Fish species plays surprise role in aiding coral reef recovery

Dec 18, 2006

In a study that marks progress in understanding the basis of coral reef recovery, researchers have revealed the critical importance of a rare batfish, Platax pinnatus, in promoting the return to health of a disturbed coral reef overgrown with algae. The findings bring to light a previously unrecognized role for the batfish species, which had not been considered a significant player in reef recovery after overfishing.

In doing so, the study provides insight into the poorly understood—and potentially complex—forces that influence the state of coral reefs under ecological stress. The work appears in the December 19th issue of the journal Current Biology, published by Cell Press, and is reported by David Bellwood, Terry Hughes, and Andrew Hoey of the Australian Research Council Centre of Excellence for Coral Reef Studies at James Cook University.

The world’s tropical coral reefs are under threat from overfishing, habitat modification, and global warming. One of the most visible signs of a decline in the condition of coral reefs is the widely documented shift from a healthy state in which corals dominate to a weedy state in which algae (so-called “macro algae") dominate. It has been repeatedly demonstrated that this phase shift can be triggered by a loss of algae-consuming herbivores, especially parrotfishes and surgeonfishes. However, the critical question has remained: How can this coral-algal phase shift be reversed"

By simulating overfishing in large experimental plots on the Great Barrier Reef, the researchers in the new study intentionally triggered a phase shift to algal dominance on a healthy reef. They then filmed the reef’s recovery with remote underwater digital videos cameras. Remarkably, only two of the 27 herbivorous fish species present on the reefs had any significant impact on its recovery from algal overgrowth. What was most surprising was that the dominant browser was a rare batfish, a species previously thought to be an invertebrate feeder. Meanwhile, parrotfishes and surgeonfishes, which are the routine consumers of seaweed on coral reefs, were unable to reverse runaway algal blooms.

The study’s findings highlight the unexpected importance of a single rare species in the recovery of coral reefs, and potentially contribute to the identification and future protection of species groups that underlie the resilience and regenerative capacity of coral reef ecosystems.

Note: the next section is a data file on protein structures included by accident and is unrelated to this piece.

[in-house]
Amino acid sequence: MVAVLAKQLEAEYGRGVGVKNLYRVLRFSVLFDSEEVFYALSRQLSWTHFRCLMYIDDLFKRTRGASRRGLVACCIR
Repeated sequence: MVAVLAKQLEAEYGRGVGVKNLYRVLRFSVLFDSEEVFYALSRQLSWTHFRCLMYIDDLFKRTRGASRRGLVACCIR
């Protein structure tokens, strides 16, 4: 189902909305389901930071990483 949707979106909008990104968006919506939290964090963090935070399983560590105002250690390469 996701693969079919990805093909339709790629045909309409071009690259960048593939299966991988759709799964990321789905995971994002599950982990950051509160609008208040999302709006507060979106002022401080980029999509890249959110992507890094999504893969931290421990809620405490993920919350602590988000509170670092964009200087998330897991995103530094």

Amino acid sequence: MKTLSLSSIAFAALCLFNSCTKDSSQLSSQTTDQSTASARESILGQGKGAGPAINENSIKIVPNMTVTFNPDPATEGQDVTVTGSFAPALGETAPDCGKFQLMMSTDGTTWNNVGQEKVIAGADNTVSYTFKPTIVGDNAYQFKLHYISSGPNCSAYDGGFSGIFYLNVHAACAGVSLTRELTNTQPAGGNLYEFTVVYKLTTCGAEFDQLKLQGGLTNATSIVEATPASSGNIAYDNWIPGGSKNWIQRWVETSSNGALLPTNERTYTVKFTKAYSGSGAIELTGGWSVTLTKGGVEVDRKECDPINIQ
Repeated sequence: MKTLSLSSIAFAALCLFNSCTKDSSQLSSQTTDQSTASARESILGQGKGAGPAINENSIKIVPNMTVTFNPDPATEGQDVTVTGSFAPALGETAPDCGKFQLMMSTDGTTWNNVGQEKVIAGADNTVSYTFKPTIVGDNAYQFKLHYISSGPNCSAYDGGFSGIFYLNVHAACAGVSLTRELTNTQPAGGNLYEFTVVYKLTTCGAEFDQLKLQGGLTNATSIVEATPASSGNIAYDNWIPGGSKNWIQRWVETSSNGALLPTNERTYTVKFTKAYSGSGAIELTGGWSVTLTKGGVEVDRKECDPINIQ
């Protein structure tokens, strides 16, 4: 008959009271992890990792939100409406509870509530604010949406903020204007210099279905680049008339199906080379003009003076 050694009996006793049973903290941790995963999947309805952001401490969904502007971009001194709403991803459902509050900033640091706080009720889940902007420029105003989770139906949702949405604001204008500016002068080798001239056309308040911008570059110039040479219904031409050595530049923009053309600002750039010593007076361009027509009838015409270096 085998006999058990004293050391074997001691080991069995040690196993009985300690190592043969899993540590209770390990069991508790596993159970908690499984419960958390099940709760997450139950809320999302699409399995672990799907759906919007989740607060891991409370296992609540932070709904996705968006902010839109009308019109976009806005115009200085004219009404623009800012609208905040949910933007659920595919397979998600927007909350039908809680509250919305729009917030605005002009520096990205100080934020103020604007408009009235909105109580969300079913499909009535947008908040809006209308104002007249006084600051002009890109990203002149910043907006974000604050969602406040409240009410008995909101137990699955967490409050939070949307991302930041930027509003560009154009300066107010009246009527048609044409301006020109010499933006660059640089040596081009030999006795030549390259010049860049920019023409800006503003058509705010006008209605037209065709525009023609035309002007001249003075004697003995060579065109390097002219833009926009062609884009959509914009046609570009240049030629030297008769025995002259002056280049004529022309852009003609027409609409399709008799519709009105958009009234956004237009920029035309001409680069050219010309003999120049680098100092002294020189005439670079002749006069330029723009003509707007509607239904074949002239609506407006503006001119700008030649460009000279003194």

Source: Cell Press

Explore further: Silicon: An important element in rice production

Related Stories

First invasive lionfish discovered in Brazil

17 hours ago

A single fish caught with a hand spear off the Brazilian coast is making big waves across the entire southwestern Atlantic. In May 2014, a group of recreational divers spotted an adult lionfish—the voracious ...

Arran reserve reveals marine protection works

Apr 15, 2015

Last summer, on the Isle of Arran, off the west coast of Scotland, we watched an excited young lad walking down to the water's edge, fishing rod in hand. Sadly, his chances of catching anything were slim ...

Diving for data on fish populations

Apr 10, 2015

Famed explorer Jacques Cousteau was a pioneer in underwater diving technology, a founding figure of the modern conservation movement, and a man who inspired generations of marine scientists. Today, one of ...

Recipe for saving coral reefs: Add more fish

Apr 08, 2015

Fish are the key ingredients in a new recipe to diagnose and restore degraded coral reef ecosystems, according to scientists from the Australian Institute of Marine Science, WCS, James Cook University, and ...

Recommended for you

Silicon: An important element in rice production

1 hour ago

Silicon (Si) is the second most abundant element of the earth's crust after oxygen. It has long been neglected by ecologists, as it is not considered an essential nutrient for plants. However, research of ...

New blueberry species found in the Colombian forests

1 hour ago

The description of five new species of blueberry relatives from Colombia highlights the country's great diversity of the plant family Ericaceae and the importance of field exploration. These new mortiños, as loc ...

A CRISPR antiviral tool

2 hours ago

Emory scientists have adapted an antiviral enzyme from bacteria called Cas9 into an instrument for inhibiting hepatitis C virus in human cells.

Researchers find proteins responsible for orchid shape

2 hours ago

(Phys.org)—A team of researchers with National Chung Hsing University in China has found the proteins responsible for determining the shape of orchid lips. In their paper published in the journal Nature Pl ...

User comments : 0

Please sign in to add a comment. Registration is free, and takes less than a minute. Read more

Click here to reset your password.
Sign in to get notified via email when new comments are made.